DEFCON 16: hardware trojans using FPGA

Posted on Tuesday, January 25th, 2011 in FPGA, hacks by the machinegeek

At the DEFCON 16 hacker conference, Fouad Kiamilev and Ryan Hoover gave a presentation on the security threat presented by hardware Trojans, extra circuitry illicitly added to hardware during its manufacture. When triggered, the hardware Trojan performs an illicit action such as leaking secret information, allowing attackers clandestine access or control, or disabling or reducing functionality of the device. While this 18 minute presentation doesn’t offer details on how to program FPGAs to compromise a system, it serves to illustrate how the growing use of programmable hardware devices means that our hardware is increasingly vulnerable to a Trojan attack.

This talk explores three possible methods that a hardware Trojan can use: thermal, optical and radio. The hardware platform for this demonstration was the Spartan-3E Starter Kit from XILINX. The objective of their Trojan was to illicitly leak the AES encryption keys from a compromised device once triggered.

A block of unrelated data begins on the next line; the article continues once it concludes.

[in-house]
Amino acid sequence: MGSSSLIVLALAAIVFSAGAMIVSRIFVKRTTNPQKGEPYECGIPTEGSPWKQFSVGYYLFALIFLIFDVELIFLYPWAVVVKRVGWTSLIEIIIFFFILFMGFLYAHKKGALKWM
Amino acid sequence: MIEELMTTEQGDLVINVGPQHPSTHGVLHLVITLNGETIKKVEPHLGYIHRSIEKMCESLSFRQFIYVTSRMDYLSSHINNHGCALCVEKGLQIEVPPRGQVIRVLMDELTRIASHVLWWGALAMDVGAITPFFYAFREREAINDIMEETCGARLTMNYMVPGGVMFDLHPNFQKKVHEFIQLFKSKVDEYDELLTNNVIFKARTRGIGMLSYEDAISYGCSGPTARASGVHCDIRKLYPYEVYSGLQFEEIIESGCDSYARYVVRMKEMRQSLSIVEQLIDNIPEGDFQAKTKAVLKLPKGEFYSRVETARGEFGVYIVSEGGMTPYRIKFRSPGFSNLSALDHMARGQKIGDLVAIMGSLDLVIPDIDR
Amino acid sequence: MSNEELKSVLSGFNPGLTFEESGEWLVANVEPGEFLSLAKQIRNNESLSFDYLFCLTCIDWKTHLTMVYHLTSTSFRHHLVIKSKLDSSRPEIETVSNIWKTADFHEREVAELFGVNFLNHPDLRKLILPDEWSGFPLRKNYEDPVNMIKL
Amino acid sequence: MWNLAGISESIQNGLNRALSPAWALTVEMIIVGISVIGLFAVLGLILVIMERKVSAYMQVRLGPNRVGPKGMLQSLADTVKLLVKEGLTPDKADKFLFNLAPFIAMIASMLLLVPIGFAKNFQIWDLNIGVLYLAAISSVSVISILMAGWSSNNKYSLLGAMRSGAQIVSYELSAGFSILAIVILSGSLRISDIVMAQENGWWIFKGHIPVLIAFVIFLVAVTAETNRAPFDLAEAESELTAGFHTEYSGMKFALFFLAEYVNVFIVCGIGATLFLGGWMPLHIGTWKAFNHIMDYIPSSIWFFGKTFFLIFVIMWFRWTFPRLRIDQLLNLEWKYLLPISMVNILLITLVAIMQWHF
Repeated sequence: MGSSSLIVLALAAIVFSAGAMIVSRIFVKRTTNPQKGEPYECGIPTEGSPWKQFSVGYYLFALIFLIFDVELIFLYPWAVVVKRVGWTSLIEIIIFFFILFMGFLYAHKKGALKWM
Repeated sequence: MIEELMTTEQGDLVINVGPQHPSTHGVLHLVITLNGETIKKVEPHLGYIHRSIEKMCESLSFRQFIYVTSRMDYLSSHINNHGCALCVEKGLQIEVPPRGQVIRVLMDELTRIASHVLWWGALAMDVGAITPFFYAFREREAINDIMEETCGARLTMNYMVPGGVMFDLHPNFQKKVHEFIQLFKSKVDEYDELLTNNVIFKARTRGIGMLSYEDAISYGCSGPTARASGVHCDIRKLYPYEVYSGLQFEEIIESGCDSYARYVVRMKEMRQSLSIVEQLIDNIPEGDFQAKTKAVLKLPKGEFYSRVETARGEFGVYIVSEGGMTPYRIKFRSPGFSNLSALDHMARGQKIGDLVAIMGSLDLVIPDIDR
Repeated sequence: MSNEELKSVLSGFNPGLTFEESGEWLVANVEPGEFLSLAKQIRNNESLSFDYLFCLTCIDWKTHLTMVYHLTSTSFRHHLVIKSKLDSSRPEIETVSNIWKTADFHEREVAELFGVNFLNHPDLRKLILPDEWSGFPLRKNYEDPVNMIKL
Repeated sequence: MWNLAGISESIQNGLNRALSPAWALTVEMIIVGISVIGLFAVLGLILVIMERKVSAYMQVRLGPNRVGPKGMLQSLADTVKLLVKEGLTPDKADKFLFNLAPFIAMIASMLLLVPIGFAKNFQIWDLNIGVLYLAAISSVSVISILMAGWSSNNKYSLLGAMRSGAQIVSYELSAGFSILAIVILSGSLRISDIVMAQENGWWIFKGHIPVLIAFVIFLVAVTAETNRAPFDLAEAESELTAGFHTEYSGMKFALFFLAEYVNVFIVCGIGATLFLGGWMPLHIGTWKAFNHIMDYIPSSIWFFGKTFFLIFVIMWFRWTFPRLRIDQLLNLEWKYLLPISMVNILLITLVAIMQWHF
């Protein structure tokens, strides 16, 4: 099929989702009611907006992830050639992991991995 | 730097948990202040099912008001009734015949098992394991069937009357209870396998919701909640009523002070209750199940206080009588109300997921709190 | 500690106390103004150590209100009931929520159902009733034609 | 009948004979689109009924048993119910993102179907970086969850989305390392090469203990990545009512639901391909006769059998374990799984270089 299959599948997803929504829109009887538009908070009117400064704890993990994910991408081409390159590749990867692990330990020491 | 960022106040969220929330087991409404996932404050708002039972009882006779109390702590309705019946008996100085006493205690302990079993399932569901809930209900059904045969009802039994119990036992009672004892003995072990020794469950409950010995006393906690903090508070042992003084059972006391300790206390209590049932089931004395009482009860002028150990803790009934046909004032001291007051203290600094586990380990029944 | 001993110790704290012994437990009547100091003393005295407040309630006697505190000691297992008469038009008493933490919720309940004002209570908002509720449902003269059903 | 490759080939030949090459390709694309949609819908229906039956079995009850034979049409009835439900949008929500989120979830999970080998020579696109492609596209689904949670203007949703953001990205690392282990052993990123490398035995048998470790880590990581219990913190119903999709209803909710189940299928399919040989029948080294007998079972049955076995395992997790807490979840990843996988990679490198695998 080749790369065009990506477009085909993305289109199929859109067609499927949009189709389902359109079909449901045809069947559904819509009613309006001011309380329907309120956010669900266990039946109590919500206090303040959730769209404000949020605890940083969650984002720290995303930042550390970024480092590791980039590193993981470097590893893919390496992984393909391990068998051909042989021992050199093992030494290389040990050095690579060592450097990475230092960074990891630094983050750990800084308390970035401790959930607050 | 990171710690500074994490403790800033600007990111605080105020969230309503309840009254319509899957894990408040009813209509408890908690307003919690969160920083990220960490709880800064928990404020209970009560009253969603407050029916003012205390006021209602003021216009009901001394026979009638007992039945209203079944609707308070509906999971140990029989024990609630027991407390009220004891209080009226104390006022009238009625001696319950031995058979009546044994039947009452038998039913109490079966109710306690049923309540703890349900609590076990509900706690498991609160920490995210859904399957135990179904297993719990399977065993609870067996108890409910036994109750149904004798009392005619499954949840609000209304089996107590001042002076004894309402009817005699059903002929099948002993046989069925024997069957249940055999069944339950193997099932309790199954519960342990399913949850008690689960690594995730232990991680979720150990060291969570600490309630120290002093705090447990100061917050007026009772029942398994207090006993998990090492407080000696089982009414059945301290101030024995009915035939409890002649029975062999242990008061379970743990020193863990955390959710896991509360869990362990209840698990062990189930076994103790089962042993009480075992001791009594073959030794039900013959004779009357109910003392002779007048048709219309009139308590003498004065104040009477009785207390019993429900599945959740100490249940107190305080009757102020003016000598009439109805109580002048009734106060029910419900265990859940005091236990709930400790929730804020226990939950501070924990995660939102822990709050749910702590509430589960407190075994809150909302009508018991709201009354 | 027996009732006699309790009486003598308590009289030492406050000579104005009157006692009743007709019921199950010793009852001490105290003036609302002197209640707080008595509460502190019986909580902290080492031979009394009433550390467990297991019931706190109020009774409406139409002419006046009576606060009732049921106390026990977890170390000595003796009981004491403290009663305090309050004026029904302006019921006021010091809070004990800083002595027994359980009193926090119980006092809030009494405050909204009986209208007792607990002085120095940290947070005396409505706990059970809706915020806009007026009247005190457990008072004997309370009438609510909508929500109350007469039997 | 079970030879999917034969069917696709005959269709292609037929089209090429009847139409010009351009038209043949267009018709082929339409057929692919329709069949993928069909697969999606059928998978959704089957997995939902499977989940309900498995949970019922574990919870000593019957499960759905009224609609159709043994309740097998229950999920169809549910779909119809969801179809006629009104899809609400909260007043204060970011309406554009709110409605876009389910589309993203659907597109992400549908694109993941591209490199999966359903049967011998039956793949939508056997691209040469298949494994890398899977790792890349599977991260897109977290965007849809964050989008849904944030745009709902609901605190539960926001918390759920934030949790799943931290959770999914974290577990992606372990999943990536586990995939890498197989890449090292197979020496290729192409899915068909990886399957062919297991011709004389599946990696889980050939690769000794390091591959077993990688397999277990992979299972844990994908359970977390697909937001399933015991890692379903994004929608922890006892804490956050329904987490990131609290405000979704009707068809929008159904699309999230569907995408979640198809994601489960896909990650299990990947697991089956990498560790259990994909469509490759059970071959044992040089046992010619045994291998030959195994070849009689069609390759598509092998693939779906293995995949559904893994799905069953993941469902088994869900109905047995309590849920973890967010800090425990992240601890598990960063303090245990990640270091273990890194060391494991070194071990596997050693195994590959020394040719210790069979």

The illustrations are available as a PDF download.

This entry was posted on Tuesday, January 25th, 2011 at 6:29 pm and is filed under FPGA, hacks. You can follow any responses to this entry through the RSS 2.0 feed. You can skip to the end and leave a response. Pinging is currently not allowed.

One Response to “DEFCON 16: hardware trojans using FPGA”

  1. uhe says:

    Reminds me of the Illinois Malicious Processor from 2008:

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